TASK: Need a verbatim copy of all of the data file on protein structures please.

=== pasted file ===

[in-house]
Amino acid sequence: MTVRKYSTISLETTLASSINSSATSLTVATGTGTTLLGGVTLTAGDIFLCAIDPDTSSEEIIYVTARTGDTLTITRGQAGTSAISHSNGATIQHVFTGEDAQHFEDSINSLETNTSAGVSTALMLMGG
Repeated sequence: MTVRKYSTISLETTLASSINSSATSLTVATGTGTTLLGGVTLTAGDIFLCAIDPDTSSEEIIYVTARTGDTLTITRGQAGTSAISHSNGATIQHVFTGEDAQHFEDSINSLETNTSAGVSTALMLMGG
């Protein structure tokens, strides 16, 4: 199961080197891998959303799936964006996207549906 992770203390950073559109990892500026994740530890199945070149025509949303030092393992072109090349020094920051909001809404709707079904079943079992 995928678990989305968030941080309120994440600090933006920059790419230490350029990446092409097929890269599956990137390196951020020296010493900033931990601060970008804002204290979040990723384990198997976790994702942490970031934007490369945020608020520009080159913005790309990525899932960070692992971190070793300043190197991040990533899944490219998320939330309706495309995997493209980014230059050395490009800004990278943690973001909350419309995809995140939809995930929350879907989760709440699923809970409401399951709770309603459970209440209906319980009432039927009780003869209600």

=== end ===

[in-house]
Amino acid sequence: MTVRKYSTISLETTLASSINSSATSLTVATGTGTTLLGGVTLTAGDIFLCAIDPDTSSEEIIYVTARTGDTLTITRGQAGTSAISHSNGATIQHVFTGEDAQHFEDSINSLETNTSAGVSTALMLMGG
Repeated sequence: MTVRKYSTISLETTLASSINSSATSLTVATGTGTTLLGGVTLTAGDIFLCAIDPDTSSEEIIYVTARTGDTLTITRGQAGTSAISHSNGATIQHVFTGEDAQHFEDSINSLETNTSAGVSTALMLMGG
């Protein structure tokens, strides 16, 4: 199961080197891998959303799936964006996207549906 992770203390950073559109990892500026994740530890199945070149025509949303030092393992072109090349020094920051909001809404709707079904079943079992 995928678990989305968030941080309120994440600090933006920059790419230490350029990446092409097929890269599956990137390196951020020296010493900033931990601060970008804002204290979040990723384990198997976790994702942490970031934007490369945020608020520009080159913005790309990525899932960070692992971190070793300043190197991040990533899944490219998320939330309706495309995997493209980014230059050395490009800004990278943690973001909350419309995809995140939809995930929350879907989760709440699923809970409401399951709770309603459970209440209906319980009432039927009780003869209600």